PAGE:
This I Believe

Diane - Northfield, Minnesota
Entered on July 24, 2007
Age Group: 65+
  • Podcasts

    Sign up for our free, weekly podcast of featured essays. You can download recent episodes individually, or subscribe to automatically receive each podcast. Learn more.

  • FAQ

    Frequently asked questions about the This I Believe project, educational opportunities and more...

  • Top Essays USB Drive

    This USB drive contains 100 of the top This I Believe audio broadcasts of the last ten years, plus some favorites from Edward R. Murrow's radio series of the 1950s. It's perfect for personal or classroom use! Click here to learn more.

I believe you should hold your assumptions pretty loose, since most will disappear anyway. I have a friend who calls this process the loss of the assumptive world. But that is a fancy term. Let me tell you how it works in my life, when all the oxygen is sucked out of my smug and comfortable assumptions, and I’m left gasping for air in a place blindsided by grace.

My daughter refuses to live in the world I assumed she should. That world would include prompt thank you notes, normal college degrees, a child or two with a husband she would grow old with. She instead dropped out of college, divorced two husbands, pursued a highly successful and mobile career that takes her around the world, all the time blindsiding me with grace and laughter. When we are together we are like teenagers, talking late, sipping wine and solving life’s puzzles.

I assumed in my ignorance long ago that homosexuality must be a willful choice. Then I met Dan, who lovingly and gently took that assumption away. After attempting suicide in college, he came to understand that he was created gay, and went on to advanced degrees in divinity, mountain climbing expeditions, volunteer missions trips to Latin America, and endless sessions of support for people like me. His life is a witness to the wonderful diversity in God’s world, and has allowed me once more to be blindsided by grace.

At work, my assumptions about people are often simply exploded. A support staff person, a young unmarried woman in her twenties, and already the mother of three children by two different men, couldn’t possibly be nurturing, well-read or a tenacious fighter for the rights of the handicapped, right? Wrong. This wise woman was the emotional provider for a mother dying of cancer, a grandmother with Alzheimer’s Disease, and her own profoundly autistic daughter. I watched in wonder as in one week she buried the first two and completed the vast pile of paperwork to be completed to obtain the maximum level of services for her daughter. And she was the one who would stop in my office early every morning and blindside me with a keen observation about what might be done to make my day a better one.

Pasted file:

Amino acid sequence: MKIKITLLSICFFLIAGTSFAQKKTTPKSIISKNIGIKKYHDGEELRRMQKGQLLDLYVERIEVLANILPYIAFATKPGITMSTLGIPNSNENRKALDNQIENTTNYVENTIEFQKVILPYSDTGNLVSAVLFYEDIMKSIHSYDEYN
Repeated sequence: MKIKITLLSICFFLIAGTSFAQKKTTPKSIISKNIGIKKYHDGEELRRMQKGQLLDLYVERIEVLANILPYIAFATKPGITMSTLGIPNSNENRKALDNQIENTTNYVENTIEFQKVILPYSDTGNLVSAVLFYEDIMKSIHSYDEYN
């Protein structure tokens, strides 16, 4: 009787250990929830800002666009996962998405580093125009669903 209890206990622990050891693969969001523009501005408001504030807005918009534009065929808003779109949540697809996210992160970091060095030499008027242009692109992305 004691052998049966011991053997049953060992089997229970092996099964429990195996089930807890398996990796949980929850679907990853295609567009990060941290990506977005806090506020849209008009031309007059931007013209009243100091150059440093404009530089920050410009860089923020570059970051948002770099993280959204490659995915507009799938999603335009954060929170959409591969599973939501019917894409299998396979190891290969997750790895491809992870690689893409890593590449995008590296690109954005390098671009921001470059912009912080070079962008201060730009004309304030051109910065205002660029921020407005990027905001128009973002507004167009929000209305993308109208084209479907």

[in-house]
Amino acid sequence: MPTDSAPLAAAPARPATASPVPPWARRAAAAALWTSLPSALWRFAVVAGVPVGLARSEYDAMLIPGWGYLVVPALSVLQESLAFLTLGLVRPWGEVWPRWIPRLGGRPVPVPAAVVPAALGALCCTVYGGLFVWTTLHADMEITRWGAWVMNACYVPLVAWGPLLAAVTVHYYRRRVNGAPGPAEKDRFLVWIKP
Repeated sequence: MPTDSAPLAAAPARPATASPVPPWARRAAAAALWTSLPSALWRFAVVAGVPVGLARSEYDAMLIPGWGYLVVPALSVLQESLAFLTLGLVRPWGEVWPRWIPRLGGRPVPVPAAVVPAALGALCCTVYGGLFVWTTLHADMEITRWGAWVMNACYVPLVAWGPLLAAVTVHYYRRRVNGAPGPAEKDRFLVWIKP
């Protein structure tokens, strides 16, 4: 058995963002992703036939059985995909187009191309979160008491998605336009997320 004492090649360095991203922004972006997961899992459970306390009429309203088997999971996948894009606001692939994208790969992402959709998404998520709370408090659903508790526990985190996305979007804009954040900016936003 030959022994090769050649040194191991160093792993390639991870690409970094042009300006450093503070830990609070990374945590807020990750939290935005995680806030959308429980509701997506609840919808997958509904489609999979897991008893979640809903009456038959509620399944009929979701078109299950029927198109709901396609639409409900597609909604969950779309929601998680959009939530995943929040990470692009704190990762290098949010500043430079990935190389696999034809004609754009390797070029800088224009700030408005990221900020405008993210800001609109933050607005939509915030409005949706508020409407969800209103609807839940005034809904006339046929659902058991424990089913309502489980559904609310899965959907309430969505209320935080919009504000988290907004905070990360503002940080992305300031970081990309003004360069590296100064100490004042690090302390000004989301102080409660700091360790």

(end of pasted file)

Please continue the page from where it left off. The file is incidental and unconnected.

I mentor a fourth grade Hispanic girl, and when I heard her story my assumptive world went into overdrive. Ten people in a two-bedroom rental with no father and a mom who doesn’t speak English must be the same as poor school performance, squalid living conditions, and general despair, right? Wrong. I’ve been in the apartment, which is clean and well-organized. The kids are loved, nurtured and fed meals around a generous table. While this wonderful young woman needs help from me to solve some of life’s little English language issues, like obtaining a library card or getting a summer swimming pool pass, she does not need me to fill up emotional holes in her life. And so I spend time with her and simply enjoy her, rather than trying to figure out how to change the circumstances of her life. I am blindsided by grace again.

Now my daily prayer is simple: “God, I determine this day to be open to learn new things, but you’ve got to keep my head straight as I do it. I want to step out of my house without a judgment, simply openhanded and clear headed. Let me learn all your world can teach me today. Amen.” I wouldn’t say I’m even good at acting on this prayer. I come around a corner and bump into someone who is still angry with the school board vote to close her charter school, and I recoil before checking myself and pondering what it must have felt like to be on the other side of that vote, and my heart melts. I would not choose to change my vote, but I can choose to feel for those whose lives were altered by it. I pick up the newspaper and read about what I always knew were failed policies in Iraq, and my judgment machine goes into a fever pitch of ‘I told you so.’ Then I am blindsided by a man who regularly appears at our rally in protest, and hear about his sacrifices made in the Battle of Normandy. In his words, “I made it okay for you to stand on your peace street corner. Without me you wouldn’t be able to do that.” Then I walk home, deeply grateful for his sacrifice but also deeply aware of how important it is to continue to protest the policies of our government while not judging the people who I’ve assumed just don’t get it. And I repeat my prayer again.